News from the Votemaster
• Republican National Committee to Debate the Convention Rulebook
• Trump Campaigns on New York Values
• Rove Dumps on Trump
• Nearly Half of All Super-PAC Money Comes from 50 Families
• The GOP Convention Could End in Chaos
• Sanders' Trip to Rome Was a Quickie
• Sanders Releases His 2014 Tax Returns
Hillary Clinton and Sen. Bernie Sanders (I-VT) brawled in Brooklyn on Thursday night, their ninth meeting overall. Here's what the punditry is saying:Left-leaning commentators
Julian Zelizer, CNN Winner: Clinton. Loser: Sanders. "Clinton did slightly better in terms of her performance. She didn't have many gaffes, and she didn't allow Sanders to make any serious dents in her campaign."Right-leaning commentators
Chris Cillizza, WaPo Winners: Clinton, WaPo's Fact Checker, John Dingell. Losers: Bernie Sanders, the audience, yelling, nuance. "If the race continues as it has to date, Clinton will be the nominee. It might not be as smooth a path as she and her team imagined, but she will win unless Sanders can start changing hearts and minds. Sarcasm isn't the way to do that."
Dylan Matthews, Vox Winners: Sanders, Fight for 15. Losers: Clinton, New Democrats, liberal technocrats. "The whole debate saw Clinton on defense and Sanders on offense. When she did attack, he deflected easily and went back to landing punches."
Jason Easley, PoliticusUSA Winner: Clinton. Loser: Sanders. "The Democratic candidates are clearly tired of each other, and the tense tone of the campaign was clearly visible during the debate. Hillary Clinton has been consistently strong in the Democratic debates, and Sen. Sanders was unable to knock her off of her game."
Todd Graham, CNN Winner: Clinton. Loser: Sanders. "So if you're keeping score at home, while Sanders could not provide a single piece of legislation that Clinton supported (or blocked) that offered proof of her being influenced by Wall Street, she slammed home an example of Sanders being influenced—and changing his voting because of influence—by the NRA."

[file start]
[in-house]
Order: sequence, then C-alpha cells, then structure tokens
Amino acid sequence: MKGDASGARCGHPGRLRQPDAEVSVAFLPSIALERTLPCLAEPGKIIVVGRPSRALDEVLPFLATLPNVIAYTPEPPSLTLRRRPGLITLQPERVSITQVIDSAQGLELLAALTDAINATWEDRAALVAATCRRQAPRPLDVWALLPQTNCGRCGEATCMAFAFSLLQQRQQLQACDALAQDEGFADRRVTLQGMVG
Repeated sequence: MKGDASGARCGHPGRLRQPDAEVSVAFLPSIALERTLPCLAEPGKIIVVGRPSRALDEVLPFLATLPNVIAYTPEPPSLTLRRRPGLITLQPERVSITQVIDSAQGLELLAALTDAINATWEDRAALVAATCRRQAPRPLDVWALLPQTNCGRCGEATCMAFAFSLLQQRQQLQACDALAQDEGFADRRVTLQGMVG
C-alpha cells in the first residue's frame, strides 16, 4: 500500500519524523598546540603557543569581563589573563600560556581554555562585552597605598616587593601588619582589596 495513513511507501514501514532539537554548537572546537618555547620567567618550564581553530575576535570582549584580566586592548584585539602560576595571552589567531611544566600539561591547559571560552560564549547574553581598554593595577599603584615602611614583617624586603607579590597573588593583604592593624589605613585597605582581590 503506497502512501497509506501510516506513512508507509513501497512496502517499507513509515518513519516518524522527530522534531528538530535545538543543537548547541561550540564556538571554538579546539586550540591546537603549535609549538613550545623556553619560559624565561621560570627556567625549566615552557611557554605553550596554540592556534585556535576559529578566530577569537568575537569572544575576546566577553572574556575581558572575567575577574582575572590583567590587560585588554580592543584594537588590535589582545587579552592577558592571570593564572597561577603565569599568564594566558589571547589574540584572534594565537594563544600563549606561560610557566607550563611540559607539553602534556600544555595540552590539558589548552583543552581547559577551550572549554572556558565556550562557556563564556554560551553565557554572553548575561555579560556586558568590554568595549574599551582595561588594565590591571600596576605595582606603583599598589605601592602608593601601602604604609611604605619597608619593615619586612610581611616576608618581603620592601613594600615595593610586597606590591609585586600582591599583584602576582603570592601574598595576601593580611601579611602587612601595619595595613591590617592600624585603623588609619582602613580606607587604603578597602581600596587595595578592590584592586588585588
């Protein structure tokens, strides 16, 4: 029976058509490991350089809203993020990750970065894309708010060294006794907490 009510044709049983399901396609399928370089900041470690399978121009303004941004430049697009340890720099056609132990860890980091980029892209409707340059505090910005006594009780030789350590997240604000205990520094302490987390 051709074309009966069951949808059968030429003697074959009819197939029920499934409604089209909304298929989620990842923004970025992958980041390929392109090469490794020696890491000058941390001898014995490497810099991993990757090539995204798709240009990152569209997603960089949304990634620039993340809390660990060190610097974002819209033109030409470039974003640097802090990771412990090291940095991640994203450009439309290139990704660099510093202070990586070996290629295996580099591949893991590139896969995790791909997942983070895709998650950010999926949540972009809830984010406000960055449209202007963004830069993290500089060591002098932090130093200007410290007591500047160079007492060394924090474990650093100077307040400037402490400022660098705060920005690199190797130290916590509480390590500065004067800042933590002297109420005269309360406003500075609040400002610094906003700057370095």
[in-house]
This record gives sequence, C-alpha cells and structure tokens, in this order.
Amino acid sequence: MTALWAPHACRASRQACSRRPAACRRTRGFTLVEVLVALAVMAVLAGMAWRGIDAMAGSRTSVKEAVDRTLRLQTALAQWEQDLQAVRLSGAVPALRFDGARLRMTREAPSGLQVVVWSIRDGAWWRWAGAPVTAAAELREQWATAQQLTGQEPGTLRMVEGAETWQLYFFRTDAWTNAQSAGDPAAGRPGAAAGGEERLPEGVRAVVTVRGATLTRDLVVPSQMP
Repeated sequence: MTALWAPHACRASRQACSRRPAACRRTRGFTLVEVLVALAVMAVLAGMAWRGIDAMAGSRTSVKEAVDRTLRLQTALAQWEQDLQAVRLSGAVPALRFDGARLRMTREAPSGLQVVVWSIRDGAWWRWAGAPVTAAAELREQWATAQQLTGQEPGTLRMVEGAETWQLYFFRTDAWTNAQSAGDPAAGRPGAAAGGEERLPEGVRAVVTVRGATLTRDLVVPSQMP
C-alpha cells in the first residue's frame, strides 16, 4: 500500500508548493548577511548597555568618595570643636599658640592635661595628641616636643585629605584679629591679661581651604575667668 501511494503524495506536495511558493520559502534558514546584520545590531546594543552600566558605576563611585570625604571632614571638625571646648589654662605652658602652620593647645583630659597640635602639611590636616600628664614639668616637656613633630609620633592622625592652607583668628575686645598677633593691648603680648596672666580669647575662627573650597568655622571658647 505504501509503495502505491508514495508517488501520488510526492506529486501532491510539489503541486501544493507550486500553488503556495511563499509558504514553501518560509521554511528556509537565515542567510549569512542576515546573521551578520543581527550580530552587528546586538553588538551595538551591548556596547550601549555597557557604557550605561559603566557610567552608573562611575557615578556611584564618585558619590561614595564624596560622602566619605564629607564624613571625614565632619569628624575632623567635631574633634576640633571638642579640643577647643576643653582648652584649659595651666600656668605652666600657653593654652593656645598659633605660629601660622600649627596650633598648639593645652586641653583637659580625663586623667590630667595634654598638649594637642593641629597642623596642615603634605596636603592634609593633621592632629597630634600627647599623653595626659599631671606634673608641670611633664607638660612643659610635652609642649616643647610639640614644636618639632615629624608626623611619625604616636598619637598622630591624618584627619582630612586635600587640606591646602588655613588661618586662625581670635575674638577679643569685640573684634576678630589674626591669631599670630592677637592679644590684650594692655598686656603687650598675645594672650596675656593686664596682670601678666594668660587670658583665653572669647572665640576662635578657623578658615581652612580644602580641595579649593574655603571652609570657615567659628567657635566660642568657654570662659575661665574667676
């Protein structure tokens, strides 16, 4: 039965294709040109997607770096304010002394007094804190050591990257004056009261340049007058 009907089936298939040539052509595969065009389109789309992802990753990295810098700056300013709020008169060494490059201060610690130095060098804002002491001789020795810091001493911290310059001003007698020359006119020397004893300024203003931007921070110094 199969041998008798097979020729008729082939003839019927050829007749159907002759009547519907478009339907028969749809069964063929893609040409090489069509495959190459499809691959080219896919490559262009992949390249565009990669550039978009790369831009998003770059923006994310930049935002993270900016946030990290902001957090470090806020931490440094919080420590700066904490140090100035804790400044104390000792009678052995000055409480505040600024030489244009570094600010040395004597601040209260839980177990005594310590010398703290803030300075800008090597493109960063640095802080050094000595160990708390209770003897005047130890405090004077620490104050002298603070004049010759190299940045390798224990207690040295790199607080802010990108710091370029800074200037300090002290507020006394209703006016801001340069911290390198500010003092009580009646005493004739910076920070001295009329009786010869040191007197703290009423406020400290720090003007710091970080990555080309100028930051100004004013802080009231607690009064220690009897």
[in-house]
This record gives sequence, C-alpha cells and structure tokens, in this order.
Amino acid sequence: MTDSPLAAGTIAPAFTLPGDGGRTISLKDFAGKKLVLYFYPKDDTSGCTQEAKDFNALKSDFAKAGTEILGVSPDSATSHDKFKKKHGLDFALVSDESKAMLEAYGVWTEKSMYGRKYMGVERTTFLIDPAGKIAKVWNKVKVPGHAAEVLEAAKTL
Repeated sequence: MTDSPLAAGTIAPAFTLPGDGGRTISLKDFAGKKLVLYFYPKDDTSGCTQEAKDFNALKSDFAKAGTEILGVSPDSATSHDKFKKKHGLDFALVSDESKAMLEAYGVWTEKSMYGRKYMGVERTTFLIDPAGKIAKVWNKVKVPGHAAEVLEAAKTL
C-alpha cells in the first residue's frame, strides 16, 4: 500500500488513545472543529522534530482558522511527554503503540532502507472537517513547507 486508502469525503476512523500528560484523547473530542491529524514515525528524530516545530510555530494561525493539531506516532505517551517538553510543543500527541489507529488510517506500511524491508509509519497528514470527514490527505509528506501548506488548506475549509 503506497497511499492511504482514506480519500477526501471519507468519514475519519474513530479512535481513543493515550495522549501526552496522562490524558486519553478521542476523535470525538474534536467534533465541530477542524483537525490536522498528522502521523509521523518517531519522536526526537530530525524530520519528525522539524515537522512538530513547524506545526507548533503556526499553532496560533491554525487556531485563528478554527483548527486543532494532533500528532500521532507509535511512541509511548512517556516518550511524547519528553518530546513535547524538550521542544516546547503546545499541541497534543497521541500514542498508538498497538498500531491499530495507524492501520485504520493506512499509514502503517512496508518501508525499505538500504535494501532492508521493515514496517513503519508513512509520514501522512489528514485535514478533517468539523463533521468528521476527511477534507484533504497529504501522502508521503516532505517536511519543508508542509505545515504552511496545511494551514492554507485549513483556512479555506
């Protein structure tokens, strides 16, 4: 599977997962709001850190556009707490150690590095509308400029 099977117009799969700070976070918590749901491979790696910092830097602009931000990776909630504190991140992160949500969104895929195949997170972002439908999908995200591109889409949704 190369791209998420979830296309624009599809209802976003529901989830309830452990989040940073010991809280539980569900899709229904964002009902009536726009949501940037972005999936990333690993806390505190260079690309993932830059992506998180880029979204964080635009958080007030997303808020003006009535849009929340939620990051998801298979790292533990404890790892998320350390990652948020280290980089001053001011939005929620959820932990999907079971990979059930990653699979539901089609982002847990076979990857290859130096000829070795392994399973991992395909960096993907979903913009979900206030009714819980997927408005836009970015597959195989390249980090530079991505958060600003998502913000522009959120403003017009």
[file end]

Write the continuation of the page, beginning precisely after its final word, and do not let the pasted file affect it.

Ben Geier, Fortune Winner: Clinton. Loser: Sanders. "[I]t seems unlikely that Sanders was able to change enough minds that he will be able to overcome what is still a big poll lead for Clinton. And if he doesn't win New York, his path to the nomination becomes that much more difficult."Foreign commentators
Caleb Howe, Red State Winner: Sanders. Loser: Clinton. "Yes, her highness lost. She was schooling him at the beginning, coming off professional to his unserious, but it turned around at the Wall Street transcripts and she just never brought it back. [D]espite more realistic plans (for a Democrat) vs. Bernie's fantasy of the future, she just didn't seem like a winner. She needed to...That makes her the loser. Well, more of a loser."
Kelly Riddell, Washington Times Winner: Clinton. Loser: Sanders. "Although she'd much rather speak about gun control and her readiness for the White House than her paid speeches and transcripts, Mrs. Clinton withheld Mr. Sanders' fury, unleashed harsh criticisms of her own, and didn't make any mistakes. Considering she's leading the popular vote by more than 2 million ballots cast, and has a massive super-delegate lead, that's all she needed to do."
Niall Stanage, The Hill Winner: None. Loser: None. "The vigor of the exchanges on Thursday night made for compelling television. And Sanders's supporters can make a good case that this was one of his best nights on a debate stage since the contest began. But, at this point, the number of voters whose minds can be changed is limited. Clinton holds a double-digit polling lead in New York and a near-impregnable advantage in the Democratic delegate race."
Caitlin Huey-Burns, RealClearPolitics Winner: None. Loser: None. "Given both Clinton and Sanders' intimate familiarity with the state, each tried to hammer home policy differences through a New York lens, from issues such as Wall Street influence to gun control to foreign policy as it relates to Israel. But the arguments put forth echoed messages each has been pushing for some time, and aren't likely to influence the outcome of Tuesday's contest in New York."
Harriet Alexander, The Telegraph (UK) Winner: Clinton. Loser: Sanders. "There are no two ways about it: Hillary Clinton was, once again, the clear winner. She was supremely well prepared, fluent in policy minutiae, and an agile debater. Sanders has come on leaps and bounds since the debates begun, and put up a good fight. But Clinton was merciless—turning on him when he let out a nervous chuckle during a section about gun control, and attacking him for his naive world views."
David Lawler, The Telegraph (UK) Winner: Clinton. Loser: Sanders. "Both candidates were prepared for tonight's debate, but neither was very pleasant. The contentious tone of the affair probably helps Mr Sanders—he wants to prove he is still in the fight—but the substance went in Mrs Clinton's favour. She is rock solid when it comes to domestic and foreign policy, and proved it once more in Brooklyn."